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Saturday, December 1, 2007

Stock Options


An estimated 80,000 images are licensed for publication each day, with the stock-photo industry making sales of about $2 billion per year. Here‚’s a primer on how to market your images as stock.

Stock Options

Layer MasksThis Article Features Photo Zoom


Pricing: Don't Sell Yourself Short

Pricing is one of the most difficult areas of your photo business. Prices are often dictated by the industry using your image. If it’s based on a guideline for submissions that you requested, the price usually will be stated in the packet that they send you.

If you’re contacted by a buyer, however, you should refer to some of the pricing guides and software available for pricing. I recommend getting the buyer to first state the price they’re willing to pay. Then you can inform them of the standard rate for their desired usage. They’ll usually go up on the offer or at least split the difference with you.

In a nutshell, negotiate one-time, non-exclusive rights so you can sell the same image over and over again. This is how you can rack up impressive earnings.

Using The Web

The Internet has been a growing part of my business. In the first few years, it produced less than five percent of my income. Today, it’s an important source of my revenue and undoubtedly an indispensable tool to building one's business. Don’t underestimate its potential.

If you don’t have a Website, build one! Make it simple to navigate and easy to view. Huge, slow-loading pages are a no-no. Keyword your web pages to make them easy for clients to navigate. Links from noncompeting businesses and careful use of search-engine submission forms will help your visibility. Remember, a store with no windows has few lookers!

Stock Agencies

As your library of images grows, you may consider using stock agencies to help broaden the scope of the markets that you can reach. There are some positives and negatives here. The number-one positive is the ability to make sales in markets you’d never reach by yourself. Also, of almost equal importance, is that agencies do the marketing work for you.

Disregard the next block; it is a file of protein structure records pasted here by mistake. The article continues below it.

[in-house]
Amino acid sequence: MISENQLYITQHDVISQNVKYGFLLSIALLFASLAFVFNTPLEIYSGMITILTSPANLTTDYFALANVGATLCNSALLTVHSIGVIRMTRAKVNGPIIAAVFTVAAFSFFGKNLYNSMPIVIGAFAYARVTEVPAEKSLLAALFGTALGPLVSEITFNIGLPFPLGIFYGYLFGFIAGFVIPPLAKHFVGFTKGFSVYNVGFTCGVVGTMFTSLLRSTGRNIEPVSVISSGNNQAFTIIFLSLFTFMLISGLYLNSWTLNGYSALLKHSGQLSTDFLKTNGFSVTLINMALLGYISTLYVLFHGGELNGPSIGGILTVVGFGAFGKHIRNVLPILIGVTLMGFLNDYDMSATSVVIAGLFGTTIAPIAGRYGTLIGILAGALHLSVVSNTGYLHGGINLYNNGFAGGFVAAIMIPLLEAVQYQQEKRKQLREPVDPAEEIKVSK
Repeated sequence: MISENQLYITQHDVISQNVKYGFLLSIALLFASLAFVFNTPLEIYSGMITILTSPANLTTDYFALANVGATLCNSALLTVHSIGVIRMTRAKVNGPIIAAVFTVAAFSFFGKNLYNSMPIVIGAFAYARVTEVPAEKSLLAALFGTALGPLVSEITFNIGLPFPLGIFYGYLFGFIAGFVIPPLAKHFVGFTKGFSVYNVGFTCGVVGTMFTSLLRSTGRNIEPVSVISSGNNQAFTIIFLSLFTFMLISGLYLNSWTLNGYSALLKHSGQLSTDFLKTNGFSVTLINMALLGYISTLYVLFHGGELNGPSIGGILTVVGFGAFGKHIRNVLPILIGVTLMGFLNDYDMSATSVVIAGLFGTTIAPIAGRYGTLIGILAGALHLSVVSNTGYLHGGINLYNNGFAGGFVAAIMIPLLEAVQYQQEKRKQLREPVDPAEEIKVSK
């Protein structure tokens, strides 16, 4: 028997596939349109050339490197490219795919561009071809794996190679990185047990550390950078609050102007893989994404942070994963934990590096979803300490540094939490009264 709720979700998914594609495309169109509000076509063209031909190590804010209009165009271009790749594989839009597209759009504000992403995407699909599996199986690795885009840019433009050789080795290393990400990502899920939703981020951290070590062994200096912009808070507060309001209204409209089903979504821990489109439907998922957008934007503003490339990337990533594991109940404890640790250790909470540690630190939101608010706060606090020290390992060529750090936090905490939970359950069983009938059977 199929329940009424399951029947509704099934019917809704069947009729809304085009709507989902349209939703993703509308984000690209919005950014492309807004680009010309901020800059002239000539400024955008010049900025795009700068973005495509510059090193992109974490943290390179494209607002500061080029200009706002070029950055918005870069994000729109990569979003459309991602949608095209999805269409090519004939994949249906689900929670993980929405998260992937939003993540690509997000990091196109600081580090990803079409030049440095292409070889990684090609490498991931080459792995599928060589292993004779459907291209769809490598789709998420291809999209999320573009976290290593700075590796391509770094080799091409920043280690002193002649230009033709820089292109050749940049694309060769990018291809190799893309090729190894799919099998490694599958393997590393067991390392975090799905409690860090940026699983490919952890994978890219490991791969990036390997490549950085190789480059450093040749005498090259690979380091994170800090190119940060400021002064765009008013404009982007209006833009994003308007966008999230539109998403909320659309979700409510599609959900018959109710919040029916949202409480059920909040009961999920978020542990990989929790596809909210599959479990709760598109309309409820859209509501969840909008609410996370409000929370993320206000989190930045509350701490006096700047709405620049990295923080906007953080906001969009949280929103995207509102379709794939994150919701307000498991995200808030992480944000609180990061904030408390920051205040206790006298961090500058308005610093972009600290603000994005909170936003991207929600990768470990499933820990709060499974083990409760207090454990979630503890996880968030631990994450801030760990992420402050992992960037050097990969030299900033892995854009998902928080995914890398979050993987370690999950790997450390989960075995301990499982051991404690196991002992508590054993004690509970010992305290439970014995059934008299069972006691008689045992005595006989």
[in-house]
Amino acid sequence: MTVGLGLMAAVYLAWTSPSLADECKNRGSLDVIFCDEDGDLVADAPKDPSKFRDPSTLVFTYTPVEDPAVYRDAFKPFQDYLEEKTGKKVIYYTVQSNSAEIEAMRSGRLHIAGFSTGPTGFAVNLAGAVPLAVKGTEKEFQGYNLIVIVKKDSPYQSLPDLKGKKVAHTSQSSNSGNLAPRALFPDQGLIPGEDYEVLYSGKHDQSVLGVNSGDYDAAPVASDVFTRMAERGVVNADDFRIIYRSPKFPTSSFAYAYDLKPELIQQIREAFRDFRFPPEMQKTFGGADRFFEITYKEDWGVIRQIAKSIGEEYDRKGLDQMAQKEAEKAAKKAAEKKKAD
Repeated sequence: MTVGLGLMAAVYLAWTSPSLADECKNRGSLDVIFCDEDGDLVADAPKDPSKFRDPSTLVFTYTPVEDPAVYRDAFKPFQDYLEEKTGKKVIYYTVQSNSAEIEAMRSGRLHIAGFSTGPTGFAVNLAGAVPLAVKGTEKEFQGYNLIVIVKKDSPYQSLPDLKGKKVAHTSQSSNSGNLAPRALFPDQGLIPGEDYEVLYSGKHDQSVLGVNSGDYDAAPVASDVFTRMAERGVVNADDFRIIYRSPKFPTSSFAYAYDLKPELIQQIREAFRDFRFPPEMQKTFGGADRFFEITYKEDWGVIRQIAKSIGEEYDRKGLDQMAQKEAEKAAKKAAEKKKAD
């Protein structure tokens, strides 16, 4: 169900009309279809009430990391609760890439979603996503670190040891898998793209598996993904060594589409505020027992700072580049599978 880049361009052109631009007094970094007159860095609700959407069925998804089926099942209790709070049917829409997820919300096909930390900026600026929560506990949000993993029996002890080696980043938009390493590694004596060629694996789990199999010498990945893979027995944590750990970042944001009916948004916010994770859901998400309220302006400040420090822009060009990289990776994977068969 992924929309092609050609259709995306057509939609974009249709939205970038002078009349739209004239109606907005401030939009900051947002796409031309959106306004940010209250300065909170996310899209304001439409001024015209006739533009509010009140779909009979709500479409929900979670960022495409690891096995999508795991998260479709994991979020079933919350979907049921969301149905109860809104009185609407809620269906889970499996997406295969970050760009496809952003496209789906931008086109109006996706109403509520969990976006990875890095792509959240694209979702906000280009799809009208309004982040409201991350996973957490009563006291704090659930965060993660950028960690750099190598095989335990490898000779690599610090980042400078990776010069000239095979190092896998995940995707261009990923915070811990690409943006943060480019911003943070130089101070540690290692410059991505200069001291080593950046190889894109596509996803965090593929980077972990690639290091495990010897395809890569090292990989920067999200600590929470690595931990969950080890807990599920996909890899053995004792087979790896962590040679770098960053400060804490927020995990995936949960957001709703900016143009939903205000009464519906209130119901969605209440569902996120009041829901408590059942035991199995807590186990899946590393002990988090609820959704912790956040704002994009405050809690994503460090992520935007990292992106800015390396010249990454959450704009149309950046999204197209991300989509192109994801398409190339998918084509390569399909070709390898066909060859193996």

This comes at a price. They usually charge at least 50-percent commission. With commissions to foreign agents, it’s not unusual to receive as little as 22-percent net. Your pictures also will be tied up for at least four to eight years. Depending on the contract you sign, you may or may not be able to market the images yourself.

It can be profitable working with agencies, but consider this carefully. It probably won’t be the main source of your income.

Conclusion

What we’ve addressed in this article is enough to get you started in the stock-photo business. I firmly believe that if you’re willing to put enough effort into this venture, you can earn a living. Furthermore, if you have good images and you’re willing to be a great marketer, the sky is the limit!

For information on Byron Jorjorian’s Marketing Your Images CD and RAW Workflow course packages, visit www.naturephotocentral.com.

 

 


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